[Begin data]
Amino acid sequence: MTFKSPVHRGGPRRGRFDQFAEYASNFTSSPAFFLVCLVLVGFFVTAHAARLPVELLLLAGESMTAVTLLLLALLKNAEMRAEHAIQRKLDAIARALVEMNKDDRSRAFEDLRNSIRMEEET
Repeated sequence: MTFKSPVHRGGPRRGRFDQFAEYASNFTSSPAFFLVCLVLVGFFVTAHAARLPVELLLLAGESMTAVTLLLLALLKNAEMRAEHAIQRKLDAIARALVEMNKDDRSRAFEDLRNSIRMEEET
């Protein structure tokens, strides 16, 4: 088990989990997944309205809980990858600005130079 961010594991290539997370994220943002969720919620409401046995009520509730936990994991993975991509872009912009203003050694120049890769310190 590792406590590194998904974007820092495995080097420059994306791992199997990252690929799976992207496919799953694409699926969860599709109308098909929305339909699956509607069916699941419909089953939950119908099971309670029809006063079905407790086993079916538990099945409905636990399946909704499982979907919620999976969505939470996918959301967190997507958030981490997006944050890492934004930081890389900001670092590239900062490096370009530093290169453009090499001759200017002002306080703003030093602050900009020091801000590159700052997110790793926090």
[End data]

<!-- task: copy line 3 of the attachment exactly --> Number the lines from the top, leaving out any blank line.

């Protein structure tokens, strides 16, 4: 088990989990997944309205809980990858600005130079 961010594991290539997370994220943002969720919620409401046995009520509730936990994991993975991509872009912009203003050694120049890769310190 590792406590590194998904974007820092495995080097420059994306791992199997990252690929799976992207496919799953694409699926969860599709109308098909929305339909699956509607069916699941419909089953939950119908099971309670029809006063079905407790086993079916538990099945409905636990399946909704499982979907919620999976969505939470996918959301967190997507958030981490997006944050890492934004930081890389900001670092590239900062490096370009530093290169453009090499001759200017002002306080703003030093602050900009020091801000590159700052997110790793926090």